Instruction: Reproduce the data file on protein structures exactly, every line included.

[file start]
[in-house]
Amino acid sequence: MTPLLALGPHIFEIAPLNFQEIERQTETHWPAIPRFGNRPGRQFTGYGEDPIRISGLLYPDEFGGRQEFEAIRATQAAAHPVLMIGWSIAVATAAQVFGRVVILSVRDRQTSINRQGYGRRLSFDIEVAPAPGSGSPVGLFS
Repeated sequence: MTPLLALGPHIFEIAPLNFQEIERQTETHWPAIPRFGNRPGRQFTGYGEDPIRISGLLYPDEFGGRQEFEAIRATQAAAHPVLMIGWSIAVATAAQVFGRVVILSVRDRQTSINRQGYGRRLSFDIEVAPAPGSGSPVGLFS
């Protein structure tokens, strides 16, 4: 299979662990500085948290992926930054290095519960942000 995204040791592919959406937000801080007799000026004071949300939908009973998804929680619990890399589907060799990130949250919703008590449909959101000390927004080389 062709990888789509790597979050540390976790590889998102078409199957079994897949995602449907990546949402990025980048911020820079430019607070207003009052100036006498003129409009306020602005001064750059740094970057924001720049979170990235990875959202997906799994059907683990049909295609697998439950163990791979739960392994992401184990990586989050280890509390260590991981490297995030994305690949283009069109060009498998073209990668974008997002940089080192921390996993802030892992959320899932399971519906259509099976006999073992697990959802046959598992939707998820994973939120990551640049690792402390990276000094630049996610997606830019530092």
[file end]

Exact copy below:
[in-house]
Amino acid sequence: MTPLLALGPHIFEIAPLNFQEIERQTETHWPAIPRFGNRPGRQFTGYGEDPIRISGLLYPDEFGGRQEFEAIRATQAAAHPVLMIGWSIAVATAAQVFGRVVILSVRDRQTSINRQGYGRRLSFDIEVAPAPGSGSPVGLFS
Repeated sequence: MTPLLALGPHIFEIAPLNFQEIERQTETHWPAIPRFGNRPGRQFTGYGEDPIRISGLLYPDEFGGRQEFEAIRATQAAAHPVLMIGWSIAVATAAQVFGRVVILSVRDRQTSINRQGYGRRLSFDIEVAPAPGSGSPVGLFS
């Protein structure tokens, strides 16, 4: 299979662990500085948290992926930054290095519960942000 995204040791592919959406937000801080007799000026004071949300939908009973998804929680619990890399589907060799990130949250919703008590449909959101000390927004080389 062709990888789509790597979050540390976790590889998102078409199957079994897949995602449907990546949402990025980048911020820079430019607070207003009052100036006498003129409009306020602005001064750059740094970057924001720049979170990235990875959202997906799994059907683990049909295609697998439950163990791979739960392994992401184990990586989050280890509390260590991981490297995030994305690949283009069109060009498998073209990668974008997002940089080192921390996993802030892992959320899932399971519906259509099976006999073992697990959802046959598992939707998820994973939120990551640049690792402390990276000094630049996610997606830019530092």